Assuntos
Infecções Comunitárias Adquiridas/epidemiologia , Infecções Comunitárias Adquiridas/virologia , Pneumonia Viral/epidemiologia , Adulto , Idoso , Feminino , Infecções por HIV/epidemiologia , Hospitalização , Hospitais de Ensino , Humanos , Quênia/epidemiologia , Masculino , Pessoa de Meia-Idade , Orthomyxoviridae/isolamento & purificação , Orthomyxoviridae/patogenicidade , Estudos Prospectivos , Fatores de Risco
14.
Artigo em Inglês | MEDLINE | ID: mdl-34205036

RESUMO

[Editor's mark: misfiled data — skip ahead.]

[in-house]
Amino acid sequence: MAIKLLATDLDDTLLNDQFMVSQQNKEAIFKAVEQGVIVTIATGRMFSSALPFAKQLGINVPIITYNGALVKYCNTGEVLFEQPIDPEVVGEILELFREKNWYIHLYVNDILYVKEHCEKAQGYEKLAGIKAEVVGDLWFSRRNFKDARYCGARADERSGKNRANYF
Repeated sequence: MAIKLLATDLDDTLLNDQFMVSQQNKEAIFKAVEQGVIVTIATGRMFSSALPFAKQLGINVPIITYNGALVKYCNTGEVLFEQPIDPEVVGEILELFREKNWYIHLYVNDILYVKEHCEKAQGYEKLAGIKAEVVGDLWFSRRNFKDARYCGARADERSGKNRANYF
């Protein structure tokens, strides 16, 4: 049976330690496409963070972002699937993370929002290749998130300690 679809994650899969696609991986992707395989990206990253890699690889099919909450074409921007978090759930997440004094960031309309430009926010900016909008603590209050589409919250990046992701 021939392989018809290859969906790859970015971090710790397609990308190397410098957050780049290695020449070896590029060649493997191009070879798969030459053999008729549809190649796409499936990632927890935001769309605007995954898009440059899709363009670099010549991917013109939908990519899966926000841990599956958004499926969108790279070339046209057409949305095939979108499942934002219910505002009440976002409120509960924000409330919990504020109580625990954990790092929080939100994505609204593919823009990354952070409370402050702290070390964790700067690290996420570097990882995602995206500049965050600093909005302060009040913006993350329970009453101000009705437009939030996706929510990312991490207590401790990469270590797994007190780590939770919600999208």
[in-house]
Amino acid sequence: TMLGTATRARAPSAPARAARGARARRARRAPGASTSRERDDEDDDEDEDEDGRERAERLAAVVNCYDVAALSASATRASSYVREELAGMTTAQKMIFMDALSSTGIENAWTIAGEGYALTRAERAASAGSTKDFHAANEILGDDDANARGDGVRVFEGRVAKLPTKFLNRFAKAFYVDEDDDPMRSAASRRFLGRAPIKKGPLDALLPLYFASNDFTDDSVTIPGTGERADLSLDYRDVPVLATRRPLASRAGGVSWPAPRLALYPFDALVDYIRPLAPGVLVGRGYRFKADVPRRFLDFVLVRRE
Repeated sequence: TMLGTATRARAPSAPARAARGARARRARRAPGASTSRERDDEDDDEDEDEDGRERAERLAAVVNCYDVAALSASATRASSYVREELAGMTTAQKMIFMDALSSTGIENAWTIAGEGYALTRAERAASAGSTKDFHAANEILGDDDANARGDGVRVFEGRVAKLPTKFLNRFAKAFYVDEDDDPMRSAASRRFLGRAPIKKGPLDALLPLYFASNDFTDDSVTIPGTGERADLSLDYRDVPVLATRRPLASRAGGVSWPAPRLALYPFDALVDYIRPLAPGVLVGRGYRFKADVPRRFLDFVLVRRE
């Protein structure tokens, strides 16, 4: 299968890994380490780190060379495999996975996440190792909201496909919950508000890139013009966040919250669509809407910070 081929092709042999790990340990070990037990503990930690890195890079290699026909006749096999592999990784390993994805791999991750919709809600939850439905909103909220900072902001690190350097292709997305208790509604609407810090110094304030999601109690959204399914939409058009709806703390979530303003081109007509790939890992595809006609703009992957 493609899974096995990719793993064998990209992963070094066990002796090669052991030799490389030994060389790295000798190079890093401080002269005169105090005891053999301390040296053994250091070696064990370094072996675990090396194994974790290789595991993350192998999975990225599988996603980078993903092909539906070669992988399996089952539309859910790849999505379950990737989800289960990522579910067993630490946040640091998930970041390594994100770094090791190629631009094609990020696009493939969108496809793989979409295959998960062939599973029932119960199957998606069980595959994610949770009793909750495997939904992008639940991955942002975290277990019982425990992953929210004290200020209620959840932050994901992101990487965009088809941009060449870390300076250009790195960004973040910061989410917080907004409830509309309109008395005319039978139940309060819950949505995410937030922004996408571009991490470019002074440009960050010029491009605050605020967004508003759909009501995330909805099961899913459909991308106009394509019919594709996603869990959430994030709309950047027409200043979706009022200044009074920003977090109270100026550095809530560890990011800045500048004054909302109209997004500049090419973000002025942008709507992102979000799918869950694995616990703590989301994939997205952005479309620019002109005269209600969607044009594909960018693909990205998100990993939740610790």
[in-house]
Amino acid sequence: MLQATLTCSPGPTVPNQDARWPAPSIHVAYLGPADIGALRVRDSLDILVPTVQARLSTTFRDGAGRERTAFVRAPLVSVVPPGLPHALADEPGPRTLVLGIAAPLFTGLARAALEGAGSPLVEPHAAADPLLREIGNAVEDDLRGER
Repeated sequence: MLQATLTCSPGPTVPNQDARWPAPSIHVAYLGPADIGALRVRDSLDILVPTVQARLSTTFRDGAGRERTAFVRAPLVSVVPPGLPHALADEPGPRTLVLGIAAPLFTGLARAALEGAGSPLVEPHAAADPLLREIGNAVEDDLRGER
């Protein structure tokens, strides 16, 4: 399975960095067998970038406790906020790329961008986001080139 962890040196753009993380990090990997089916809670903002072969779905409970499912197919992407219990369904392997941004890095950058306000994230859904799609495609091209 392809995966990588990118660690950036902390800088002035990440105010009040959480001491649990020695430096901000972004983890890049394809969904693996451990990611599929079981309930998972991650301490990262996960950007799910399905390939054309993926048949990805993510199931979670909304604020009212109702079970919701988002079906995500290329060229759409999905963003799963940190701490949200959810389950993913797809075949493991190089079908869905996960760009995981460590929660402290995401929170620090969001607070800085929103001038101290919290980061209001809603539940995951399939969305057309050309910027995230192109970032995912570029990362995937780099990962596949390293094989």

The study sought to determine the impact of COVID-19 on HIV/AIDS programming in the Kibera informal settlement and COVID-19 hotspot counties during the first wave of the pandemic. The study was conducted in two phases. The first phase entailed the analysis of HIV care and treatment secondary data (2018-2020) from the Kenya Health Information System. In the second phase, a prospective cohort study was conducted among people living with HIV in the Kibera informal settlement. A total of 176 participants aged 18 years and above accessing HIV services at selected healthcare facilities in Kibera were randomly sampled from facility electronic medical records and followed up for three months. Socio-demographics and contact details were abstracted from the records and telephone interviews were conducted with consenting participants. Results from the retrospective review of HIV program data indicated a 56% (p < 0.000, 95% CI: 31.3%-62.8%) reduction in uptake of HIV services. Clients starting antiretroviral therapy (ART) reduced significantly by 48% (p < 0.001, 95% CI: 35.4%-77%) in hotspot counties. However, pre-exposure prophylaxis uptake increased significantly by 24% (p < 0.019, 95% CI: 4%-49%). In Kibera, 14% reported missing medications at the onset of the COVID-19 pandemic because of lack of food (38%) and government measures (11%), which affected ART access; 11% did not access health facilities due to fear of contracting COVID-19, government regulations and lack of personal protective equipment. Socioeconomic factors, food insecurity and government measures affected uptake of HIV/AIDS services; hence, the need for scaling up measures to increase access to HIV/AIDS services during the onset of pandemics.